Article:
The taste of a fresh, salty oyster is redolent of the seaside and there’s nothing better than to swig back the succulent molluscs within hours of them being landed. At Cancale’s charming little beach-front oyster market you buy them fresh by the half dozen or dozen and, with a squeeze of lemon, you can knock them back as you gaze out to Mont-Saint-Michel and hear the sea lap the shore. The bay of Cancale is also a fantastic destination for sailing, but gone are the days of scurvy and gruel. These days you can dine like a king aboard the traditional sailing boat The Ausquémé. Help raise the rust-red sails for a cruise around the bay, before dropping anchor for a picnic on board from a hamper full of local treats, all washed down with a chilled Muscadet wine.
Rise early and wander through Rennes iconic colourful timber-framed houses to the Places des Lices, where the city’s vibrant market takes place every morning. The Marché des Lices is France’s second biggest market and has some 300 producers offering freshly picked produce to inspire everything from a gourmet meal to a simple picnic. For those who want to eat on the spot, Rennes’ version of the hot dog - the galette-saucisse – is the answer. The grilled pork sausage is wrapped in a cooled galette (or buckwheat pancake) and is sometimes served with onions (but the addition of mustard and ketchup are frowned upon!). The galette-saucisse dates from the 19th century and represents two of Brittany’s most important products; buckwheat and pork. A more recent gastronomic invention is Rennes’ casual dining culture nicknamed ‘Bistrologie’ whereby cosy bistrots match dishes with excellent wines for a relaxed yet gourmet dining experience.
If you’ve ever visited Brittany before, chances are you’ve enjoyed a mouth-watering, buttery crêpe, or the crispy golden buckwheat version – a galette. To truly appreciate this Breton speciality, why not don an apron for a workshop that shows you the finer points of making your own? With workshops in Bénodet, Saint-Malo, and Saint-Quay Portrieux, you’ll discover that despite all the mod cons we now have in our kitchens, your hands are the best tool for mixing the batter. Once it’s the right consistency, it’s time for the two most important tools, complete with Breton names: Le Billig, the heated griddle on which they are cooked, and Le Rozell, the T-shaped tool with which to spread the batter into its circular shape. Once you’ve mastered the art of using both, it’s time to adorn them with the fillings – whether its sweet or savoury – and devour the fruits of your labour.
Saint-Malo is known for its seafaring history and its mighty walls, but down in the cobbled streets between the stately merchants’ mansions, there is a street that all food-lovers will adore; Rue de l’Orme is nicknamed ‘gourmet street’ for its many foodie boutiques. Take a basket and fill it up, starting at La Maison du Beurre Bordier which is owned by Jean-Yves Bordier the last butter-maker to churn by hand, and who offers an enticing selection of flavoured butters, from lemon and olive oil to seaweed, as well as rich cheeses for the perfect cheese board. Those with a sweet tooth will love Les Babas de Saint Malo, where patisserie chef Luc Mobihan makes the perfect rum babas, sweet cakes flavoured with rum from Guadeloupe and Madagascan vanilla, in turn celebrating the town’s seafaring history. La Maison de Sarrasin, meanwhile, celebrates the Breton speciality buckwheat in all its forms – from organic flour to galettes drizzled with salted caramel sauce. Pause the shopping at Comptoir Breizh Café for sip of the local cider and a gourmet galette for lunch.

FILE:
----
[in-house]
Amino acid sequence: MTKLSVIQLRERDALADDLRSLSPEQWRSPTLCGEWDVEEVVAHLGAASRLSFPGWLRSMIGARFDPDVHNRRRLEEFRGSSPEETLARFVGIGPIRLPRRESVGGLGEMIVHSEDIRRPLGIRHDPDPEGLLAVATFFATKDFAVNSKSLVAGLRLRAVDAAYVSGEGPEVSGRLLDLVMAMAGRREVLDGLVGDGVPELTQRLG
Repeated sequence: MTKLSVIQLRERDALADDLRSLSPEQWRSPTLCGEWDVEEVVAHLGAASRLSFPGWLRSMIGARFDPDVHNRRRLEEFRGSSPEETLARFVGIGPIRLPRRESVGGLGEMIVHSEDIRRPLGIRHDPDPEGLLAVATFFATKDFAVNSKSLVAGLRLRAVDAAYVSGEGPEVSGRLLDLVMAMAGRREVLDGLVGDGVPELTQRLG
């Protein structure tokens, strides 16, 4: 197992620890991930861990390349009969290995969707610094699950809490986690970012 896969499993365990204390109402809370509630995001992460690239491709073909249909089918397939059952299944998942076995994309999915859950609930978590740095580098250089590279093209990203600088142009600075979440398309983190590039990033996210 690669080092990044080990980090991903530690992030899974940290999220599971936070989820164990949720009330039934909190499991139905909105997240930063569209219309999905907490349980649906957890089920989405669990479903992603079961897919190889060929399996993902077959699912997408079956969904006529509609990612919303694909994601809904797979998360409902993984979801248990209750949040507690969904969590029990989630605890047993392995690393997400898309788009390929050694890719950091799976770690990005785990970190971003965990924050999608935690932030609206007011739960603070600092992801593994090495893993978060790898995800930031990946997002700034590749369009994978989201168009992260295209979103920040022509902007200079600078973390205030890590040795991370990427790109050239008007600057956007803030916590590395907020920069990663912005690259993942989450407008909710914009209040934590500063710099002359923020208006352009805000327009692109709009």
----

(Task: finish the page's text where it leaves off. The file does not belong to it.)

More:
The south-west region of Cornouaille (Brittany’s answer to Cornwall) has its own gourmet scene with a whole host of enticing products in which to indulge. Seafood lovers will be drawn to the nutty Bélon oysters and juicy langoustines from Loctudy; while those with a sweet tooth will love Pont-Aven galettes and the traditional layered butter pastry called the kouign-amann (pronounced ‘kween-amon’) that originates from the coastal town of Douarnenez. This area is also known for its heady tipples – try the local buckwheat whisky, Eddu, or the local cider with the protected AOC status, or for something really unusual, sip on a glass of ‘chouchen’ honey wine, or mead, from the town of Rosporden.
It is thanks to the gentle climate on the north Breton coast that farmers and market gardeners can grow an abundance of fruit and vegetables, including cabbages, carrots, new potatoes, leeks and cider apples. When you’re perusing the markets, the label to look out for, which guarantees quality, is the Prince de Bretagne mark. Meat-eaters, meanwhile, should seek out the lamb grévin, which feed on the samphire growing in the salt-grass meadows around the famous bay. The result is a tender salty flavour in the meat.
From turf to surf and the seafood to try in the bay of Mont-Saint-Michel are the mussels farmed off the coast of Vivier-sur-Mer on stakes that are revealed at low tide. These sweet orange-fleshed molluscs are usually served in a white-wine broth as moules marinières, but chefs in the area also use them in more inventive recipes such as crushed potatoes topped with mussels, or cooked in cider.